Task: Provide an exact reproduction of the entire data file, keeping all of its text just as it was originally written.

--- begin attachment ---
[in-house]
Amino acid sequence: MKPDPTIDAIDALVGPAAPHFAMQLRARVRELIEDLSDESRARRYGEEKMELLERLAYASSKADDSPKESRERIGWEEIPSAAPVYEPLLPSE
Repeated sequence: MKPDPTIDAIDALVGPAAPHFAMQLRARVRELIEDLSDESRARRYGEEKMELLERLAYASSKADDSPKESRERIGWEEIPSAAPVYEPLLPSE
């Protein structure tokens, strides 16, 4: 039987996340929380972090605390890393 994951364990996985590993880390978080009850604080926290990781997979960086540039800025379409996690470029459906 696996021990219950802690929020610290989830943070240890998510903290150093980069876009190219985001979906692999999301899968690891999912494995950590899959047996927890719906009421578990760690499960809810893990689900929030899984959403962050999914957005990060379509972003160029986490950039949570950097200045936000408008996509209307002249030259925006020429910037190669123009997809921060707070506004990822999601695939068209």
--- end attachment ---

[in-house]
Amino acid sequence: MKPDPTIDAIDALVGPAAPHFAMQLRARVRELIEDLSDESRARRYGEEKMELLERLAYASSKADDSPKESRERIGWEEIPSAAPVYEPLLPSE
Repeated sequence: MKPDPTIDAIDALVGPAAPHFAMQLRARVRELIEDLSDESRARRYGEEKMELLERLAYASSKADDSPKESRERIGWEEIPSAAPVYEPLLPSE
């Protein structure tokens, strides 16, 4: 039987996340929380972090605390890393 994951364990996985590993880390978080009850604080926290990781997979960086540039800025379409996690470029459906 696996021990219950802690929020610290989830943070240890998510903290150093980069876009190219985001979906692999999301899968690891999912494995950590899959047996927890719906009421578990760690499960809810893990689900929030899984959403962050999914957005990060379509972003160029986490950039949570950097200045936000408008996509209307002249030259925006020429910037190669123009997809921060707070506004990822999601695939068209």